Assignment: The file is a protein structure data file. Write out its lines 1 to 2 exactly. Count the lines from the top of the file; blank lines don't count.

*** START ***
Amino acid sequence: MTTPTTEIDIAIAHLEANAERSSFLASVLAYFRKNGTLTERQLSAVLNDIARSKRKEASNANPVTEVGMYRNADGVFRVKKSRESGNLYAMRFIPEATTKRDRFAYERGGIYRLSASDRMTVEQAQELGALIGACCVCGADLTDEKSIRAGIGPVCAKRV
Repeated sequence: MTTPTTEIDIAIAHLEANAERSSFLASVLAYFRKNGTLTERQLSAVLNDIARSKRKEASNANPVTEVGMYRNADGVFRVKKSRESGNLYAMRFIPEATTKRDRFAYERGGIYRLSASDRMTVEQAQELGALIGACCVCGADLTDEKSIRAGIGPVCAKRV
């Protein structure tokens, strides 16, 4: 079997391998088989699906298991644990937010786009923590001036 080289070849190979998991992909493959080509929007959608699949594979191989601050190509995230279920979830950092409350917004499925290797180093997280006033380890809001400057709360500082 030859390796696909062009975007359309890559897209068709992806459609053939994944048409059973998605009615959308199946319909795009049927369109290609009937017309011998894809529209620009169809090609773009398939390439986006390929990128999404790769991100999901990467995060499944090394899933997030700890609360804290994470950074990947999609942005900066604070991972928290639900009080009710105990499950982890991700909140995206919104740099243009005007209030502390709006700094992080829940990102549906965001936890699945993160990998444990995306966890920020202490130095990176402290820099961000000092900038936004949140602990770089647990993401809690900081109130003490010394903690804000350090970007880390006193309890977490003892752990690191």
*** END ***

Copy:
Amino acid sequence: MTTPTTEIDIAIAHLEANAERSSFLASVLAYFRKNGTLTERQLSAVLNDIARSKRKEASNANPVTEVGMYRNADGVFRVKKSRESGNLYAMRFIPEATTKRDRFAYERGGIYRLSASDRMTVEQAQELGALIGACCVCGADLTDEKSIRAGIGPVCAKRV
Repeated sequence: MTTPTTEIDIAIAHLEANAERSSFLASVLAYFRKNGTLTERQLSAVLNDIARSKRKEASNANPVTEVGMYRNADGVFRVKKSRESGNLYAMRFIPEATTKRDRFAYERGGIYRLSASDRMTVEQAQELGALIGACCVCGADLTDEKSIRAGIGPVCAKRV